Perhaps the biggest noticeable on-field change is Day’s introduction of the “mesh” passing concept, honed with Chip Kelly in the NFL. It essentially involves WRs running underneath crossing routes, getting defenders to screen themselves out of plays by getting lost in the shuffle. This can be devastating against man coverage. You may recall the ass whooping Ohio State put on Michigan’s #1 ranked defense just a few weeks ago. I present to you, death by 1000 crossing routes:

Ohio State is built to pass this season despite having two capable running backs in J.K. Dobbins and Mike Weber. However, at times during the season the offensive balance was a total mess. During a 5 game stretch of Tulane, Penn State, Indiana, Minnesota, and Purdue, the Buckeyes did not crack 160 rushing yards in a game. In incredibly un-Ohio State like fashion, Dwayne Haskins attempted a whopping 73 passes in that mind boggling loss to Purdue.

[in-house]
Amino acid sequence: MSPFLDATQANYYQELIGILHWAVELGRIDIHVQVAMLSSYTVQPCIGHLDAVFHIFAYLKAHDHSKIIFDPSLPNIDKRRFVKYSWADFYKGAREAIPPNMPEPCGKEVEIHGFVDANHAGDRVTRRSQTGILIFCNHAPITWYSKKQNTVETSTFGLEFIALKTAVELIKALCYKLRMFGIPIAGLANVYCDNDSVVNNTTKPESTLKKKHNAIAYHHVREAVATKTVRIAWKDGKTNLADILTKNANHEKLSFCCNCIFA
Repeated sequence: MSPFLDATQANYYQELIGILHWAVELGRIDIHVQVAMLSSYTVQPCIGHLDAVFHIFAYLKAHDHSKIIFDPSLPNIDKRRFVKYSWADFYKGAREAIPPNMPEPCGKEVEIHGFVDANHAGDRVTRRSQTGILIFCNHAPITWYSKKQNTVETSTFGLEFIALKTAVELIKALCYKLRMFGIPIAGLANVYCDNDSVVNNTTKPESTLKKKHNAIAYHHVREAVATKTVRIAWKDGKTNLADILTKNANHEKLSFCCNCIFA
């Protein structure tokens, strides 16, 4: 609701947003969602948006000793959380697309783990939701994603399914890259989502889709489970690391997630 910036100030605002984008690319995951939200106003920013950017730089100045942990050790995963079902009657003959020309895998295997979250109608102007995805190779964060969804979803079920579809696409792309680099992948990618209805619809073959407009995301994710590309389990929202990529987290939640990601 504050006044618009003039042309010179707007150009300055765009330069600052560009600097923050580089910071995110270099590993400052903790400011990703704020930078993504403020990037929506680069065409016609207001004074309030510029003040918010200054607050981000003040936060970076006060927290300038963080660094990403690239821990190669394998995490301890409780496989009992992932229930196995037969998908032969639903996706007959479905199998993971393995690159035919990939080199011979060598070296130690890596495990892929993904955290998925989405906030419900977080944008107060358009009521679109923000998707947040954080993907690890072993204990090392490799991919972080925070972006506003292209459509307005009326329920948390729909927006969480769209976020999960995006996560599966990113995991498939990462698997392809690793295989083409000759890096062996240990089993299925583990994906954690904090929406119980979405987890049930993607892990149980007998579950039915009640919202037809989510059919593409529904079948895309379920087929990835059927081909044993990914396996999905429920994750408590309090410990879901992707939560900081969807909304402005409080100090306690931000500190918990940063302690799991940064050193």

A lot of fans will point to consistently alternating drives for Weber and Dobbins as the main culprit, not allowing either one to get into a rhythm, despite Dobbins appearing the far superior prospect. S&P rates them 41st in rushing efficiency, but 70th in stuff rate and just 121st in explosiveness. Think lots of 4 yard carries.

Players to Watch

QB Dwayne Haskins

70% completion, 4,580 yards, 47 TDs, 8 INT, 9.2 yards per attempt

In a lot of seasons besides this one, Dwayne Haskins may well have won the Heisman Trophy. But the other worldly Tua Tagovailoa and Kyler Murray resigned the spectacular Haskins to 3rd place. But he is no slouch - his stats prove that. He’s a specimen of a QB standing at 6-3 and 220 pounds, with a rocket for an arm. His ball placement is superb and has a great feel for deep passes. He throws a really pretty ball, effortlessly. Like many QBs his size, he moves fairly well in the pocket and is hard to bring down.